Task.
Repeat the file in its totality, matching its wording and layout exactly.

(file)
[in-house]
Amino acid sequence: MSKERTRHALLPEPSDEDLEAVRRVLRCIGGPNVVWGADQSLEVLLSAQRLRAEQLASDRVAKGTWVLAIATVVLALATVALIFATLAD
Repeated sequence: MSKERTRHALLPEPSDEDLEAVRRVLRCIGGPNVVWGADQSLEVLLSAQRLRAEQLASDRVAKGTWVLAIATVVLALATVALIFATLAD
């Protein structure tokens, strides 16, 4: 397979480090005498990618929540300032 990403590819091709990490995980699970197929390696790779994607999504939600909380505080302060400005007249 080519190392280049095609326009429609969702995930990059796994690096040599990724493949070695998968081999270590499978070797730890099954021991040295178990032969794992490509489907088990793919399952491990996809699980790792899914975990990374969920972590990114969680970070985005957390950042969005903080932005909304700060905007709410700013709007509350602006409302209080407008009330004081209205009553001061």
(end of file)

[in-house]
Amino acid sequence: MSKERTRHALLPEPSDEDLEAVRRVLRCIGGPNVVWGADQSLEVLLSAQRLRAEQLASDRVAKGTWVLAIATVVLALATVALIFATLAD
Repeated sequence: MSKERTRHALLPEPSDEDLEAVRRVLRCIGGPNVVWGADQSLEVLLSAQRLRAEQLASDRVAKGTWVLAIATVVLALATVALIFATLAD
């Protein structure tokens, strides 16, 4: 397979480090005498990618929540300032 990403590819091709990490995980699970197929390696790779994607999504939600909380505080302060400005007249 080519190392280049095609326009429609969702995930990059796994690096040599990724493949070695998968081999270590499978070797730890099954021991040295178990032969794992490509489907088990793919399952491990996809699980790792899914975990990374969920972590990114969680970070985005957390950042969005903080932005909304700060905007709410700013709007509350602006409302209080407008009330004081209205009553001061």